The local TV station profiles Seattle Children’s use of software from local startup Luum, which tracks how employees commute to work so that the employer can reward the use of sustainable transportation. Seattle Children’s gives employees a free fancy coffee if they don’t drive to work in a car.

Johnson & Johnson-owned medical device vendor Ethicon signs a collaboration agreement with Google to develop a robot-assisted surgical platform.


I’m interested in a couple of new apps (Meerkat and Periscope) that allow someone to stream a video broadcast from their smartphones to their chosen Twitter followers. It would be kind of cool to watch a live stream of the HIMSS keynotes or to show a first-person view of what’s going on at HIStalkapalooza.


The City of Baltimore uses its Netsmart EHR to remind employees who are treating heroin addicts to test them for HIV and refer them to HIV care if positive.

I missed this until @Farzad_MD tweeted it out: great investor advice presented as quotes from venture capitalist Paul Graham:

“What investors are looking for when they invest in a startup is the possibility that it could become a giant. It may be a small possibility, but it has to be non-zero. They’re not interested in funding companies that will top out at a certain point.  A startup is a company designed to grow fast. Being newly founded does not in itself make a company a startup. Nor is it necessary for a startup to work on technology, or take venture funding, or have some sort of  ‘exit.’ The only essential thing is growth. Everything else we associate with startups follows from growth.… To grow rapidly, you need to make something you can sell to a big market … If you want to start a startup, you’re probably going to have to think of something fairly novel. A startup has to make something it can deliver to a large market, and ideas of that type are so valuable that all the obvious ones are already taken…. Usually, successful startups happen because the founders are sufficiently different from other people – ideas few others can see seem obvious to them.

Weird News Jeff channels WNA in providing this family-unfriendly story. Two UC Berkeley researchers develop SmartBod, an adaptive biofeedback app that manages the most personal of wearables in order to guarantee a happy ending, tracks performance over time, and allows proudly sharing the results with social media. If that’s not enough, the last names of the scientists (who are in fact a couple) are Klinger and Wang.

Sponsor Updates

  • Zynx Health client Meritage ACO (CA) achieves successful reduction of at-risk patient readmissions.
  • Senator Lois Wolk (D-CA) recognizes Geni Bennetts, MD of WeiserMazars as one of the Third Senate District’s “Women of the Year.”
  • Huron Consulting Group will sponsor and exhibit at the 2015 Cancer Center Administrators Forum March 29-31 in Lexington, KY.
  • Verisk Health offers “How the Boomers will Change the Shape of Medicare.”
  • T-System President and CEO Roger Davis weighs in on EHR interoperability.
  • Shareable Ink names Chris Buckley as regional sales director of the year.


Mr. H, Lorre, Jennifer, Dr. Jayne, Dr. Gregg, Lt. Dan.

More news: HIStalk Practice, HIStalk Connect.

Get HIStalk updates.
Contact us online.


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March 28, 2015 News 4 Comments

Morning Headlines 3/27/15

March 26, 2015 Headlines No Comments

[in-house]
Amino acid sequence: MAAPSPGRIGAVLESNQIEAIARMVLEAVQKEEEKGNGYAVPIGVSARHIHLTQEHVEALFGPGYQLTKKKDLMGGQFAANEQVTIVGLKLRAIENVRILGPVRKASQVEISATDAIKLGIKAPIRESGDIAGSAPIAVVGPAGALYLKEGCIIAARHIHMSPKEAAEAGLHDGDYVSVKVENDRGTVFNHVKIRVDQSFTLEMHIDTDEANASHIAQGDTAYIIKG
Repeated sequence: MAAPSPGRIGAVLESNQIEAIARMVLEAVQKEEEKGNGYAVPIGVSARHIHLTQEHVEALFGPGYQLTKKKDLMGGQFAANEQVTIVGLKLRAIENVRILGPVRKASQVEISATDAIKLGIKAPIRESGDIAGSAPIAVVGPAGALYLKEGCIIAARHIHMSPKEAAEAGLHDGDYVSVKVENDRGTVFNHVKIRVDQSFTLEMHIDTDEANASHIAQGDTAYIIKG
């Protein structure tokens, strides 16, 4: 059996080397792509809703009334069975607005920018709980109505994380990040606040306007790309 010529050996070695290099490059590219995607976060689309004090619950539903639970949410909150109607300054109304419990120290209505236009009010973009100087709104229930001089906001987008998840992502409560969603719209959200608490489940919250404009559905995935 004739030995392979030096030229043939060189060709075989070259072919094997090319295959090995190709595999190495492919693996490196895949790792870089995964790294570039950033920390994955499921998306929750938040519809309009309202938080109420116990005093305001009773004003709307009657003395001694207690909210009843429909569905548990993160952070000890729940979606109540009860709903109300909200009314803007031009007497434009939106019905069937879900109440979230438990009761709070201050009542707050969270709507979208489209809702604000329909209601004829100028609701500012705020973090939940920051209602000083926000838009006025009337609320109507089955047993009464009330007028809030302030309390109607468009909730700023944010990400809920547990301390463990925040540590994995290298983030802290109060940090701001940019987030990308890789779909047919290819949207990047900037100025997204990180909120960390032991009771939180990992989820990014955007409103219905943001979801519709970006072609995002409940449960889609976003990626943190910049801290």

Cost Estimate and Supplemental Analyses for H.R. 2, the Medicare Access and CHIP Reauthorization Act of 2015

The CBO estimates that the House-passed SGR repeal bill will increase the federal deficit by $141 billion over the next ten years. The bill is now with the Senate.


John Halamka, MD weighs in on the recently published MU3 rules, concluding “The sheer number of requirements may create a very high, expensive and complex set of barriers to product entry.  It may stifle innovation in our country and reduce the global competitiveness for the entire US Health IT industry.”

Rethinking Radiology Informatics

An article in the American Journal of Roentgenology suggests that the ongoing shift to centralize IT services in hospitals has left radiology departments, which were often early health IT adopters, with fewer clinical IT experts and less control over the direction of innovation in their specialty.

Introducing TeleMED Assist from Seniors Wireless

Seniors Wireless launches a $30 per month telehealth service that promises unlimited 24/7 access to physicians by telephone or video for anyone over the age of 55.

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March 26, 2015 Headlines No Comments

News 3/27/15

March 26, 2015 News 6 Comments

Top News


The Congressional Budget Office says the Medicare doc fix bill that passed the House Thursday and moves on to the Senate will add $141 billion to the federal deficit. The cheers you may have heard came from people getting the money, not those providing it. Somehow “reform” always ends up costing taxpayers more. At least nobody has slipped in another ICD-10 Easter egg like last time, although Congressman Gary Palmer (R-AL) tried to work in another one-year ICD-10 delay Wednesday that was rejected in committee.

Reader Comments


From Lemmy: “Re: Children’s Hospital Boston. The EMR is down, clinics are cancelling appointments, and the labs are sending samples out.” I contacted CIO Dan Nigrin, MD, who explains:

“We recovered yesterday (Wednesday) from an extended, unplanned downtime caused by a failed segment of a storage array for the database underlying our EHR, and which caused significant database corruption. As you would expect, the hardware was architected to be fully fault-tolerant with complete redundancy, yet nonetheless it failed us. So we’re still figuring out root cause with the vendor. We used our disaster recovery system and paper-based processes to run the operation. To be on the safe side, we postponed a few elective admissions (for less than 48 hours), but otherwise care was delivered normally at the hospital.”